Apparently, as many as 41.5 billion messages and 6 billion emoticons are sent daily. It shouldn't really come as a surprise. For many years now, we have been using emoji and emoticons to tell our friends when we're happy, sad, dancing or "a heap of poo with eyes." An emoji not only expresses a feeling but also helps codify our conversation to such an extent that only close friends would understand the depth of the sent image. Yet, quite often, emoji are viewed as tools to be used by "youth"—generally people below the age of 30. Anyone older using them might be viewed as somehow immature. But how fair is this? If one is never too old to make friends, or learn something new, why should age have anything to do with the use of emoji to convey feelings?
Rather than being indicative of immaturity, emoji are aides to help us distill and succinctly express the complexities of feelings.
In a recent survey of 18-30 year olds, 72% said it is easier for them to express themselves with emoji rather than words. At the receiving end too, emoji make the right kind of impact. A recent study by Adelaide's Flinders University found that our brains react the same way when looking at an emoticon as they do when regarding a human face. Thus, emoji allow for an expressive, human way of communicating via text. Why should we not all freely use this tool of communication? People over the age of 30 have friends and want to convey feelings too, after all. Rather than being indicative of immaturity, emoji are aides to help us distill and succinctly express the complexities of feelings. Using emoji and being taken seriously should not be at odds with one another! Besides, not every conversation between friends over 30 is as serious as world peace or climate change!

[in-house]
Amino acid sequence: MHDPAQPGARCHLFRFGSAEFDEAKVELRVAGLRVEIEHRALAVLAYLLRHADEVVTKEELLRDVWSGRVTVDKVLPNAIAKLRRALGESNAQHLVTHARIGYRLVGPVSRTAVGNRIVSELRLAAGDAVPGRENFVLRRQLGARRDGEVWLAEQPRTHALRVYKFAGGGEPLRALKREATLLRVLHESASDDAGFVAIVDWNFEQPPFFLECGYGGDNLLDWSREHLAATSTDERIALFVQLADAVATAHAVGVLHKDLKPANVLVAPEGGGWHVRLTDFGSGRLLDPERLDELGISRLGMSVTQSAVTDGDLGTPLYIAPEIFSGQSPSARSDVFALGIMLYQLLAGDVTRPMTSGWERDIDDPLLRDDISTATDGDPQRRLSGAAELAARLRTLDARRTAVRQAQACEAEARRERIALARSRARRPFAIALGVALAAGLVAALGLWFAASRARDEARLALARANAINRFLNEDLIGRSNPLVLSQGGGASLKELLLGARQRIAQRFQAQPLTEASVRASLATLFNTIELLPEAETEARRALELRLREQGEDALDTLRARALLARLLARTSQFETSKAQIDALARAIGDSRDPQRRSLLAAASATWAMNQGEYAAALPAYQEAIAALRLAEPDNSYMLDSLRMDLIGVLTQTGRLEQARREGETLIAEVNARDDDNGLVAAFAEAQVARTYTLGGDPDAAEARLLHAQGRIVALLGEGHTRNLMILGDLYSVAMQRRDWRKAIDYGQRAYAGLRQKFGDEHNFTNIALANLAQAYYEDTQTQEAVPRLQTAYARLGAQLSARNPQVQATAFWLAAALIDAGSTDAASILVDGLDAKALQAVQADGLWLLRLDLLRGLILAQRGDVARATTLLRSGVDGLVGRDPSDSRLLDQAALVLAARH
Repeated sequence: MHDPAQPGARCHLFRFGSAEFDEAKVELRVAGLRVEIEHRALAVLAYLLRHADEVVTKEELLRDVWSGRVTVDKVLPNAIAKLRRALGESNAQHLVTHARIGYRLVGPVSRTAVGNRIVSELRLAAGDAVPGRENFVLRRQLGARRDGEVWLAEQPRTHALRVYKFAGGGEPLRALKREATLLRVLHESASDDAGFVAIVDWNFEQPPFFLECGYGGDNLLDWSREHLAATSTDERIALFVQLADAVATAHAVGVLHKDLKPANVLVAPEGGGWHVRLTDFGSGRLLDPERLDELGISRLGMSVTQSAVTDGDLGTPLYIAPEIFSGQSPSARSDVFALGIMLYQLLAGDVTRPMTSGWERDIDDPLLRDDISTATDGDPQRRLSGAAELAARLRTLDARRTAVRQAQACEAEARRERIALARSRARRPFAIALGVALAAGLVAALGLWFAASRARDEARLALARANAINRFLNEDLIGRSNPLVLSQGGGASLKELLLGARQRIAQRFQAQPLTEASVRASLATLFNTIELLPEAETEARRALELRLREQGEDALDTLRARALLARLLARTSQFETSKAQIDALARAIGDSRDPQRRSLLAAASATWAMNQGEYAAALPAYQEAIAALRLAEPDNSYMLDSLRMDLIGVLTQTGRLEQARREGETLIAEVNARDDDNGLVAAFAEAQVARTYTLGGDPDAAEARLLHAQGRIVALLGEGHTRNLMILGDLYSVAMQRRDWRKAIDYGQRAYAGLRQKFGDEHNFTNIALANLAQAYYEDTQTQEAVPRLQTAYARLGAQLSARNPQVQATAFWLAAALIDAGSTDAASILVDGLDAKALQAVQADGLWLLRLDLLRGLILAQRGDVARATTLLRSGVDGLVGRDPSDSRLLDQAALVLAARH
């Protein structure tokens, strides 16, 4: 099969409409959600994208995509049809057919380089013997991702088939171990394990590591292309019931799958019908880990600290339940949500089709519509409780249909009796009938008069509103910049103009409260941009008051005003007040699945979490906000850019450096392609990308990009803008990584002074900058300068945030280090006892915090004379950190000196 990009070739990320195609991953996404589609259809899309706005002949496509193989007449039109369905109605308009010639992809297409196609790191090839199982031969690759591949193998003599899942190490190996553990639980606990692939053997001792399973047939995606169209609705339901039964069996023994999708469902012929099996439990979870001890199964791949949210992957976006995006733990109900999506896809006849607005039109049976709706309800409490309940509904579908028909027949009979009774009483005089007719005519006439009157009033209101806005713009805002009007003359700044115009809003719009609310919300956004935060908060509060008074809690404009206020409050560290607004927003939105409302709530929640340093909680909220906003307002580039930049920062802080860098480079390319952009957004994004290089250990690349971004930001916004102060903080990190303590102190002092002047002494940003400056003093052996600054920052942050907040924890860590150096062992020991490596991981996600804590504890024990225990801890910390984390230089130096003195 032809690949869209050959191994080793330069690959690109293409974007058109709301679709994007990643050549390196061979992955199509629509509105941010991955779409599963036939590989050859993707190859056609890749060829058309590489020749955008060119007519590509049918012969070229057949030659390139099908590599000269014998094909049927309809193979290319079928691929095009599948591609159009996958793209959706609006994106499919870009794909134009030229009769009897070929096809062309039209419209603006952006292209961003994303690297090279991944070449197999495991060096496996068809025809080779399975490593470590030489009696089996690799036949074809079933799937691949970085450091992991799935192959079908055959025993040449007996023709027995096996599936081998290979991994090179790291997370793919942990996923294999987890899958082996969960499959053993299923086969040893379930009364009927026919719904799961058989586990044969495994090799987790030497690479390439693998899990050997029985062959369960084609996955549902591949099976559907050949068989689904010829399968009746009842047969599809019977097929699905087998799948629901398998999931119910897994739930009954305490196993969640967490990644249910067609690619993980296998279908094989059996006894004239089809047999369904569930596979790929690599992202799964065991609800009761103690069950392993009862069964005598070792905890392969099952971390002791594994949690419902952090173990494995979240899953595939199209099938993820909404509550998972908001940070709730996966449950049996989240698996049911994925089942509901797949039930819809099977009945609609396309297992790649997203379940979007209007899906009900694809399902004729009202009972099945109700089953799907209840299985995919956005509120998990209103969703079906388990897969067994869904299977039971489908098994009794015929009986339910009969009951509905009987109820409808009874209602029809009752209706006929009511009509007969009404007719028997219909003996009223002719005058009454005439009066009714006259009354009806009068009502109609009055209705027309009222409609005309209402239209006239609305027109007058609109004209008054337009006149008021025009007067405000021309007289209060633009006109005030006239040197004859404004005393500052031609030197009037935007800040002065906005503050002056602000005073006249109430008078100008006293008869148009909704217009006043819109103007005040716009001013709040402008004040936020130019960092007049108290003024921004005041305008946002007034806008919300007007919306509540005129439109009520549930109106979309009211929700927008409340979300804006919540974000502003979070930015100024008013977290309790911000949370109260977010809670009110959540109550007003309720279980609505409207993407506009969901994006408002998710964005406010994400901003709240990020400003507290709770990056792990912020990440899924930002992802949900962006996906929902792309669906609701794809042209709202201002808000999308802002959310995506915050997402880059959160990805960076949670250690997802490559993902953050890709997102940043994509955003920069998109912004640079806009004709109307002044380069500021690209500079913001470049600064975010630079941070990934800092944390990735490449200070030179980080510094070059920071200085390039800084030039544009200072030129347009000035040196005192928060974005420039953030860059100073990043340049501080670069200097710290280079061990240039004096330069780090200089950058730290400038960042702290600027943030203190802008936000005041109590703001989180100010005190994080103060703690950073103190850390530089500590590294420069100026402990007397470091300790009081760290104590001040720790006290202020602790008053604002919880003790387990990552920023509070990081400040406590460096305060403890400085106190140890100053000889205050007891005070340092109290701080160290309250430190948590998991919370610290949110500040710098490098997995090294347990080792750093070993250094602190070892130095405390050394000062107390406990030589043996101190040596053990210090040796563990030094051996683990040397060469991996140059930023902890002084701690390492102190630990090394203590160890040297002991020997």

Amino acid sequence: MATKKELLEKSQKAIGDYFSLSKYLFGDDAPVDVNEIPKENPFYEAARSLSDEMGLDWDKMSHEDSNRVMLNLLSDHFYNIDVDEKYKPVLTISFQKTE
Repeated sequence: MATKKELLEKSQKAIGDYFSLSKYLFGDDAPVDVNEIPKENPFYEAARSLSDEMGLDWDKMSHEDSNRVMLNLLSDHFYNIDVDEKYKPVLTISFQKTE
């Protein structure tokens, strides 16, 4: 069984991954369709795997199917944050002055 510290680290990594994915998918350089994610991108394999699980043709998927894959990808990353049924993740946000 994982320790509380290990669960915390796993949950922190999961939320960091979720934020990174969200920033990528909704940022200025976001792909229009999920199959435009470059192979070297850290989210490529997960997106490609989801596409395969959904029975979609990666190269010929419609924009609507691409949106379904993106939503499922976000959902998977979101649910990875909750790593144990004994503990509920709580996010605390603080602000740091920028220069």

The 2015 Emoji Report found that the biggest reasons consumers use emoji are to "help them more accurately express what they're thinking, and to make it easier for other people to understand them." And sometimes emojis are just about conveying a mood. But one needs to guard against being too "calculated" about it—something which older people may be prone to doing.
As Katie Roiphe writes on the subject of emoji use by over-30s:
"The larger issue with over-30 emoji use is that it's a little too enthusiastic and resourceful. The best thing to do is avoid the far-flung or specific emoji that might imply that you have spent actual time browsing for the perfect or relevant one, or that you have given it any thought at all. The effect of emojis should be almost random, consummately casual, dashed off."
So, whether you are 20 or 30 or 60, feel free to use emoji unashamedly to reveal your emotional state or just to set the tone for a conversation!